Scanned image of the page. Keyboard directions: use + to zoom in, - to zoom out, arrow keys to pan inside the viewer.

Page Options

Download this Issue


Something wrong?

Something wrong with this page? Report problem.

Rights / Permissions

This collection, digitized in collaboration with the Michigan Daily and the Board for Student Publications, contains materials that are protected by copyright law. Access to these materials is provided for non-profit educational and research purposes. If you use an item from this collection, it is your responsibility to consider the work's copyright status and obtain any required permission.

June 17, 1980 - Image 2

Resource type:
Michigan Daily, 1980-06-17

Disclaimer: Computer generated plain text may have errors. Read more about this.

Page 2-Tuesday, June 17, 1980-The Michigan Daily
Detroit papers
could avert

DETROIT (UPI) - A union leader
said yesterday there is "a good chan-
ce" a threatened strike can be averted
at the city's two daily newspapers this
Joel Wilson, president of the
Newspaper Council of Detroit, said the
union hopes to present its economic
package to the management of the Free
Press and the News at a meeting today.
THE COUNCIL, which represents
10 of 11 unions at the two newspapers,
has voted to authorizea strike when the
current three-year contract expires at
12:01aIn. EDT tomorrow if there is no
agreement on a new pact by then.
The Teamsters union is bargaining
separately with both newspapers.
"We have some proposals on the
table," Wilson- said. "There's a very
good chance that we can break it
(today). I really don't see a strike."

WILSON SAID the major break in the
impasse came yesterday when the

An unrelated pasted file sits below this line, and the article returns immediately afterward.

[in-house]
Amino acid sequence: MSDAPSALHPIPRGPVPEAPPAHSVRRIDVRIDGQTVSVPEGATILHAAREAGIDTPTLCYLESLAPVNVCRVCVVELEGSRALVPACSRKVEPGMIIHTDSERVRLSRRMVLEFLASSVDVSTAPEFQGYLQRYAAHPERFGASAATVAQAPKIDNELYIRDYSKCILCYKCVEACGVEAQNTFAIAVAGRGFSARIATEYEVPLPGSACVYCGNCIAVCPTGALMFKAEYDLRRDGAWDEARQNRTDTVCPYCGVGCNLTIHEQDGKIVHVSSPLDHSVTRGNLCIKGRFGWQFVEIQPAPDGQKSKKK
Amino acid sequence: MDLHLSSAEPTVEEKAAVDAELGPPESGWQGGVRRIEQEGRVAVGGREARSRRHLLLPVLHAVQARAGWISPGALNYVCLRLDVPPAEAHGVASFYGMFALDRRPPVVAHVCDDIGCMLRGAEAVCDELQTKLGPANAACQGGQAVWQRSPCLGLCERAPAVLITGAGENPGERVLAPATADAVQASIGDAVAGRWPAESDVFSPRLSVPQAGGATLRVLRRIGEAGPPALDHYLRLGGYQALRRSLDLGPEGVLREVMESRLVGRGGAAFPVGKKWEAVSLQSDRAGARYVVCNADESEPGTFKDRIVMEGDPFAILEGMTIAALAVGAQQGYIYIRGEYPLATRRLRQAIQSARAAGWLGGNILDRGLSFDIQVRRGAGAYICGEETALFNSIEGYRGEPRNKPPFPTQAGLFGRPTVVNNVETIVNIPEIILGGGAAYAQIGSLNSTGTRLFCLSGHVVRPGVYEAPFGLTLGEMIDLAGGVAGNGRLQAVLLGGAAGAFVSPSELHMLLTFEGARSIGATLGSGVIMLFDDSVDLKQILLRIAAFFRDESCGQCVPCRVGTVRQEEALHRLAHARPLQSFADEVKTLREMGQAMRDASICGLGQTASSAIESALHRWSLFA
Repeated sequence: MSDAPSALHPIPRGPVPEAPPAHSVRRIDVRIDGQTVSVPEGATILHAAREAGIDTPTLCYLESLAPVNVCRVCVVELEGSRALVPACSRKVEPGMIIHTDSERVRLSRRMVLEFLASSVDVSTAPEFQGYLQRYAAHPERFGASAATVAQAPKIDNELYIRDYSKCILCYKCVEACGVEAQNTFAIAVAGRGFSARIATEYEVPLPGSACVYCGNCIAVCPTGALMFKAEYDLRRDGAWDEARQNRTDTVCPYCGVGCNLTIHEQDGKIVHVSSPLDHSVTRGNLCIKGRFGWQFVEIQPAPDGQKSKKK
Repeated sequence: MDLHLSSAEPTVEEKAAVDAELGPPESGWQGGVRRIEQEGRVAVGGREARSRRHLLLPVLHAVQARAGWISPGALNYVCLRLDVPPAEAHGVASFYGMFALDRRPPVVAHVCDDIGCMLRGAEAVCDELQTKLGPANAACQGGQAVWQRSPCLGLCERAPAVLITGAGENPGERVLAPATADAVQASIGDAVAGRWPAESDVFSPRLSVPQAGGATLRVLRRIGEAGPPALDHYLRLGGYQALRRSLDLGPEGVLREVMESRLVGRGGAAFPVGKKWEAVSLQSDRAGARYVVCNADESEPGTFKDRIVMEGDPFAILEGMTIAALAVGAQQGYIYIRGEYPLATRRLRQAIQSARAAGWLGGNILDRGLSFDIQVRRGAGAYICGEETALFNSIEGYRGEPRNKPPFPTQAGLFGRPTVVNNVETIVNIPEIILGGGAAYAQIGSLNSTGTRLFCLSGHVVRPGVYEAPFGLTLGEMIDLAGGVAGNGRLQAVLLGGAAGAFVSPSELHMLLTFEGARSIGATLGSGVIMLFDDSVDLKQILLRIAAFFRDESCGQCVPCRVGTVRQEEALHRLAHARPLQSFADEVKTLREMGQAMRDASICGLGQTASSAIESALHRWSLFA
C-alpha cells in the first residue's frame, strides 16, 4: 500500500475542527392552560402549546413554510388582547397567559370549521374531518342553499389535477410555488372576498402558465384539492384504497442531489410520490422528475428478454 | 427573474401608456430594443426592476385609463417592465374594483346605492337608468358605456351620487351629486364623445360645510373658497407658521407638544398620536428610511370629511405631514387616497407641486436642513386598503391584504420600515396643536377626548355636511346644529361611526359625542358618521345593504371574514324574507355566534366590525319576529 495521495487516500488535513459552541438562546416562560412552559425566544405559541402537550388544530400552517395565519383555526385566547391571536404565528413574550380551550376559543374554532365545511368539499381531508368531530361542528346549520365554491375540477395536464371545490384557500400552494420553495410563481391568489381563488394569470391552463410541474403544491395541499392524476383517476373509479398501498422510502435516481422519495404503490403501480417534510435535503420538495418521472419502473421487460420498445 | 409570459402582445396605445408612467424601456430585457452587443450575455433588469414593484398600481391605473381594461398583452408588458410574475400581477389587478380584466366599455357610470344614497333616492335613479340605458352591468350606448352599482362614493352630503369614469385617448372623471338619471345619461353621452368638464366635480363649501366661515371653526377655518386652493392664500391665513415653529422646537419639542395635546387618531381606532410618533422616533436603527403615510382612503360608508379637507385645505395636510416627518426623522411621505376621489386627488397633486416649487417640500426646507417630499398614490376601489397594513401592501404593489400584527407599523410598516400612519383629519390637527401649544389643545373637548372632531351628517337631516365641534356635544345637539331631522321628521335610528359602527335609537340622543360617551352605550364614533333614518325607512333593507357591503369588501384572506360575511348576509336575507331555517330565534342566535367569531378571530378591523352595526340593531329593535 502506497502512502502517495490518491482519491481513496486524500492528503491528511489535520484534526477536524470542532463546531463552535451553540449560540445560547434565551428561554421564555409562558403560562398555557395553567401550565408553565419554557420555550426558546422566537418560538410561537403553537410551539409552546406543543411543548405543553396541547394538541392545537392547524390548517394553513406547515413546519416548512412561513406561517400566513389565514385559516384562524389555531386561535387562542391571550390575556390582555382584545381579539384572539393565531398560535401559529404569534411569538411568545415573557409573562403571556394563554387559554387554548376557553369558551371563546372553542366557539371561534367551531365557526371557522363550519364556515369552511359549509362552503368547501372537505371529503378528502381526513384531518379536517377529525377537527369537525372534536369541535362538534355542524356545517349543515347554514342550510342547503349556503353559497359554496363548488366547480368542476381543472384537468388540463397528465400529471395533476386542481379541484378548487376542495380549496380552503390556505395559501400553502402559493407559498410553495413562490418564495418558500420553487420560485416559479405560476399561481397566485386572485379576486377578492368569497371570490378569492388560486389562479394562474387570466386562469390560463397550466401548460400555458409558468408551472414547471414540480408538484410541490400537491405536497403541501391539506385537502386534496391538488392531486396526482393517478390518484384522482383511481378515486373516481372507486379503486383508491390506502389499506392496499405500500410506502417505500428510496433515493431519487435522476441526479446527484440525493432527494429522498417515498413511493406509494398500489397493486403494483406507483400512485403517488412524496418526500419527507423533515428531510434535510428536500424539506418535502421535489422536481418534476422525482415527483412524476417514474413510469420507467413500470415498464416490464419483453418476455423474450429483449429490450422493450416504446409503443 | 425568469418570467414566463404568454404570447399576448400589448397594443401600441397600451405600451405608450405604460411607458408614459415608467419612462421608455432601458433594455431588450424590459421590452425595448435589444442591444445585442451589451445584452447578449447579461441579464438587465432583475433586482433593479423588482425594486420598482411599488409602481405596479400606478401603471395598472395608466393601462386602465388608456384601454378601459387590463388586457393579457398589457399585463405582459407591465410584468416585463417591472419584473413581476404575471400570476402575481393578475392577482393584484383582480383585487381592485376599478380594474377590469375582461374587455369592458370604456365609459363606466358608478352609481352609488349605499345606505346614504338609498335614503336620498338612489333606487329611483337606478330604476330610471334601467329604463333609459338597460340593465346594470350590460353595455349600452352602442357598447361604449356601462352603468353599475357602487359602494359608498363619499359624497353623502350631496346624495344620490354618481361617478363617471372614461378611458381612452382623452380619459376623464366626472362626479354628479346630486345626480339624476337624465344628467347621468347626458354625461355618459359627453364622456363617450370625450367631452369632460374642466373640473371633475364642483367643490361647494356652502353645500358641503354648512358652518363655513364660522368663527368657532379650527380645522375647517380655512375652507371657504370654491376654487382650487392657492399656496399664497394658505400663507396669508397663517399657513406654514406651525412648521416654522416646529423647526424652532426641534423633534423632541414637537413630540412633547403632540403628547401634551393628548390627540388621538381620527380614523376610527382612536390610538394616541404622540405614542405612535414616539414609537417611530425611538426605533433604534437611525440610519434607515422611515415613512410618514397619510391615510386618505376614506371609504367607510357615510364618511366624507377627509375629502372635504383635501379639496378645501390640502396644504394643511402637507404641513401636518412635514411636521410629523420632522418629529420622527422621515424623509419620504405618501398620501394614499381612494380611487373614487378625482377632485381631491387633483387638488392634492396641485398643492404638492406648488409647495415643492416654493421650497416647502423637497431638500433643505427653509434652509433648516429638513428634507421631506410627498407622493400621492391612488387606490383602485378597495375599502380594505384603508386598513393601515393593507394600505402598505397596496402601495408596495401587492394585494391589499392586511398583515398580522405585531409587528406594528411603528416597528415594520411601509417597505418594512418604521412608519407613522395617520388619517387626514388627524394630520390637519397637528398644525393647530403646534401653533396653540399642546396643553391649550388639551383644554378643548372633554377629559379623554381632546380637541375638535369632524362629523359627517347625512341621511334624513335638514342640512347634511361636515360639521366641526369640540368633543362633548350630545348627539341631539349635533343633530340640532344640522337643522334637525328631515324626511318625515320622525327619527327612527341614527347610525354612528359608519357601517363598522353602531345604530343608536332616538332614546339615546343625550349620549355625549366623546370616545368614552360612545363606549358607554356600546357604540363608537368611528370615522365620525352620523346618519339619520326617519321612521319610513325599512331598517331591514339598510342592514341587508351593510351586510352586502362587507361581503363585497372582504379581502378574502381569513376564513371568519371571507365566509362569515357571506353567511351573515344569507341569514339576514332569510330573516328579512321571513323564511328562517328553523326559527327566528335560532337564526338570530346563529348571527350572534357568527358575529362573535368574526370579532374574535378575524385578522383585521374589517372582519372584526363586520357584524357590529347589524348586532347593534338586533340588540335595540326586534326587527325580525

council voted to put its economic
package .on the bargaining table.
Originally, the council had agreed to
postpone discussion of economic issues
until the non-economic package had
been tentatively approved.
The council represents 'about 2,000
employees of the two newspapers, in-
cluding reporters. It was formed in 1968
following a bitter, nine-month strike
that shut down both newspapers in 1967.
Since the unions began bargaining as
a unit, there has never been a strike
against either the News or the Free
On Sunday, Local 22 of The
Newspaper Guild voted 9-1 to authorize
a strike. Local 22 represents 600
editorial and maintenance employees
at the Free Press and 250 editorial and
business office employees at the News.

Hit the lights
Casual strolls through the Diag in the evenings have been more like
nervous trots for the past week. Reason: Those glowing balls that light the
pathways have gone dark, plunging the usually well-lit area into threatening
gloom. The darkened Diag is not some energy-saving scheme, however.
Instead, malfunctioning circuits in the underground cables are causing the
problem, according to a spokeswoman from Detroit Edison. Crews thus far